1933 D-class design:

D-class design

The follow-on to the Deutschland-class cruisers named “Panzerschiffe” were designed under Raeder, the new Chief of the Navy. It was linked to 1933, the year the Nazi Party came to power in Germany. This ended the dispute between those who wanted a large-scale naval rearmament program, Hitler himself defining priorities and limit construction to a counter French naval expansion. Authorization for two additional panzerschiffe were stipulated to displace 19,000 long tons (19,000 t) with the same primary battery, but Erich Raeder advocated increasing the armor protection. He also lobbied for a third triple turret while the ship was to stay within the 19,000 ton limit fixed by Hitler. Two projects were drawn under the contract names D and E, or “Ersatz Elsass” and “Ersatz Hessen” respectively, knowing they would replace the disarmed old pre-dreadnoughts SMS Elsass and SMS Hessen. Design D was awarded on 25 January 1934 to the Kriegsmarinewerft in Wilhelmshaven. He keel was laid on 14 February while at the same time the Kriegsmarine decided to alter the design as more was known about the French Dunkerque-class. Hitler agreed the displacement raised to 26,000 long tons (26,000 t), AND the third 28 cm triple-turret. Construction was halted on 5 July, while E was never laid down. Contracts were canceled and the whole program evolved into Scharnhorst class.

Project D Characteristics
These were 230 meters (750 ft) long by 25.5 m (84 ft) in width, and a draft of 8.5 m (28 ft) for a final displacement of 20,000 long tons (20,000 t). “D” would have been given the accommodations of a fleet flagship, and bot were turbine-powered; Total output as designed was to be 125,000 shaft horsepower (93,000 kW) for 29 knots at full speed. The main armament was exactly the same as for the Deutschand class, but with one extra turrets and its three 28 cm (11 in)/52 C/28 quick-firing guns. The staff discussed the possibility of having two quadruple turrets, for eight guns, but this caused major redesign concerns. The 11.1 in guns fired both AP and HE shells weighting 300 kg (661.4 lb), using a 36.0 kg (79.4 lb) fore charge and silk bag plus a 71.0 kg (156.6 lb) main charge in a brass case. 910 mps (2,986 fps) at 40 degrees, gave an excellent range of 36,475 m (39,890 yards) for 2.5 rpm and 900 shells in store, total. Her secondary battery comprised eight 15 cm (5.9 in)/55 SK C/28 quick-firing guns ordered by the time construction was canceled, so they ended on the Scharnhorst class, in a mix of single and dual turrets.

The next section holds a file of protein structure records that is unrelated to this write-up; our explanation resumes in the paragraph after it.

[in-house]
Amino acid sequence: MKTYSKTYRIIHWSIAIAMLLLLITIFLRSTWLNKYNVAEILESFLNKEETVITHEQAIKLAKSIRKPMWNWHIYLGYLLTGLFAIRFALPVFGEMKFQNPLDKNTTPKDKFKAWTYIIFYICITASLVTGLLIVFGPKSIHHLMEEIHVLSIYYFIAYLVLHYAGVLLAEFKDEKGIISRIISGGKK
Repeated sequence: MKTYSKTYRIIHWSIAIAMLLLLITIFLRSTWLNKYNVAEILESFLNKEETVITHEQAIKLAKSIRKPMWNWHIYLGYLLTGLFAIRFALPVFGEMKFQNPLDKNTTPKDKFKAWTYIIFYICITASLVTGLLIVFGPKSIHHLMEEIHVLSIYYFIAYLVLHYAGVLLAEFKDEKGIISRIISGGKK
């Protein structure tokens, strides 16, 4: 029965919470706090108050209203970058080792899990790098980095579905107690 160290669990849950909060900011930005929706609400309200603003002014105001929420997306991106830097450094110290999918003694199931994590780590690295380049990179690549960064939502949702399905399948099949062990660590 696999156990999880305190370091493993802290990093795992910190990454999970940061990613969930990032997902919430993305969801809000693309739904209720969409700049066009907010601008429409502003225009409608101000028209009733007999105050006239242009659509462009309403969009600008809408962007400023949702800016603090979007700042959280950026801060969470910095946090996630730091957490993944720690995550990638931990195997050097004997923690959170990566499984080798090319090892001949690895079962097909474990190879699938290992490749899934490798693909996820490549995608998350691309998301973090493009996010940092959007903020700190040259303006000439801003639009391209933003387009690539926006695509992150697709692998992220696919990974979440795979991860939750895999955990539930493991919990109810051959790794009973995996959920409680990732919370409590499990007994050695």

The anti-aircraft battery was consistent for the time, taking aviation very seriously: Eight 10.5 cm (4.1 in) SK C/33 guns in twin Dopp LC/31 type mounts originally designed for the old 8.8 cm (3.5 in) SK C/31 guns. They were triaxially stabilized for a 80° elevation 12,500 m (41,000 ft) ceiling, HE and HE incendiary rounds, illumination shells, also a number of 37 mm guns (unknown figure) were to be provided as well as 53.3 cm (21.0 in) torpedo tubes, probably two quadruple banks mounted alongside the deck. Armour protection was made in Krupp hardened steel plates, with a 35 mm (1.4 in) thick deck, 70 mm (2.8 in) main armored deck forward, 80 mm (3.1 in) amidships down to 70 mm at the stern, a main armored belt 220 mm (8.7 in) thick, a conning tower with 300 mm (12 in) walls and the bulkheads forming the citadel of 50 mm (2.0 in) thick, probably also with ASW longitudinal bulkheads. Little is known about their internal compartimentation below the waterline, but giving the fact it was based on the Deutschland, with a longer hull, we can assume well separated turbines and boilers rooms.

KMS Hessen if completed in 1936
KMS Hessen if completed in 1936. Credits Haratio Fales, CC

In Brief:
Displacement: 20,000t, Length: 230m, Breadth: 25.5m, Speed: 29kts
Armor: Belt 220mm, Citadel: 50mm, CT 300mm, Decks 35-80 mm, Bulkheads 50mm
Armament: 2×4 28cm/52 QF, 8×2 (4 x 15cm/55 QF, 4x 10.5cm/65 DP), AA, 2×4 TT.

1937 P-class design: